Monday, May 10

Wonders Never Cease by Tim Downs

WARNING! If you are a fan of Tim Downs and are expecting something along the lines a Bug Man Novel, drop all expectations. This is not a gritty thriller that dives into the details of crime scenes leaving your heart pounding and sweat beading your forehead.

If you have never read Tim Downs and enjoy this book, be warned that his other books are much more intense.

Wonders Never Cease follows the story of nurse-should’ve-been-Doctor-Kemp McAvoy. One day an aging movie actress gets in a car accident and is put in a medically induced coma. Kemp is her night nurse and concocts an idea: make her think that she has seen an angel. He works with a publisher and an agent and they have a plan to strike it rich. At least, until the bumps come.

Wonders is a fun little book. It’s fast paced and everything is clear and concise. It’s not action driven like Downs’ other books, but it is a refreshing change. I think he proves that he knows more than just thrillers. The characters seemed real and there was enough humor and suspense to keep interested. Downs always is good on the research side, and seems to understand medical procedures quite well.

It is a lighter story though, and if you don’t want to read something lighter, you may not enjoy it. It is pretty simple, and fairly predictable but I left feeling satisfied.

4/5
I received this book free from Thomas Nelson Publishers as part of their BookSneeze.com [...] book review bloggers program. I was not required to write a positive review. The opinions I have expressed are my own. I am disclosing this in accordance with the Federal Trade Commission's 16 CFR, Part 255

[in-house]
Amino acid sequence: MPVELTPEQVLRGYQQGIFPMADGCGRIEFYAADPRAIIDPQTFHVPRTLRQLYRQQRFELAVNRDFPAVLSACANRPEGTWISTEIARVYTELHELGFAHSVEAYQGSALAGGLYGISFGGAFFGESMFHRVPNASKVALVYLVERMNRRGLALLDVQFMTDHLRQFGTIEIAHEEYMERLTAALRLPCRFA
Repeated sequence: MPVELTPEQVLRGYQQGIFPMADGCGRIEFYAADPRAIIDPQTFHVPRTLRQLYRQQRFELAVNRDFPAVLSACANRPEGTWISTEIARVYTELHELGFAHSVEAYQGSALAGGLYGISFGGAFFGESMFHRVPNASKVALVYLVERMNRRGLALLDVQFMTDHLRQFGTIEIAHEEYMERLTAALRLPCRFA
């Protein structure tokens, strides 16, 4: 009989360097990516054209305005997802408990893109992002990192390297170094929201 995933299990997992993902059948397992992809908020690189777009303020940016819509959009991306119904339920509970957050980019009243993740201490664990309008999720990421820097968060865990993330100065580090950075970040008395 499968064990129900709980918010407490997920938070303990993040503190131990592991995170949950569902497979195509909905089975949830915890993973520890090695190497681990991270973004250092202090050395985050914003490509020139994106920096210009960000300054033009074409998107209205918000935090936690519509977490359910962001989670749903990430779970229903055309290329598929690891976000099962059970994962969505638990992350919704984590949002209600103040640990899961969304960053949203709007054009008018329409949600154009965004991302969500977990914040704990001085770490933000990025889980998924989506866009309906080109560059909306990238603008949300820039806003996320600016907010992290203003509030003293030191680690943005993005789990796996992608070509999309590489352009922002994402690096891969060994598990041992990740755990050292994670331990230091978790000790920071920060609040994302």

Sunday, May 9

Plan B

Plan B
Plan B, by Pete Wilson, reads like a generic “What Do I Do When Something Terrible Happens and I’m Wondering Where God Is?” sort of book. He offers examples of time when things go wrong in life that God is still present, even if it is not obvious. He interchanges personal experiences with experiences of those close to him. However, often the experiences of those he knows are the most heart wrenching.

I feel awkward reading the book when in one chapter he tells a story about his son peeing in a swimming pool and in others he writes about friends who suffered dissolving marriages, deaths of those close to them, and much more. This isn’t to say Pete doesn’t have a voice in this pain. One chapter outlines how he and his wife went through a miscarriage, and I think that chapter is one of the strongest out of the book, and that is because it is the most personal to him. The other chapters clumsily move from a funny story of embarrassment to serious stories of heartbreak. While everyone needs to laugh, the funny stories are often out of place.

Second, as I mentioned at the beginning of the review, the book is generic. Almost every Christian self-help book I see now deals with finding God through personal crisis. And they all use the same Bible stories (Joseph) and all presume the reader is asking the same questions (But what did I do to deserve this?). This is not necessarily bad, but for me I don’t see a difference in reading a different book over another. If I was struggling, I would go first on a friend’s recommendation. If they recommended this one, then Great! If not, I’d choose a different one. There isn’t enough to differentiate the tangle of other books.
2/5 stars
I received this book free from Thomas Nelson Publishers as part of their BookSneeze.com [...] book review bloggers program. I was not required to write a positive review. The opinions I have expressed are my own. I am disclosing this in accordance with the Federal Trade Commission's 16 CFR, Part 255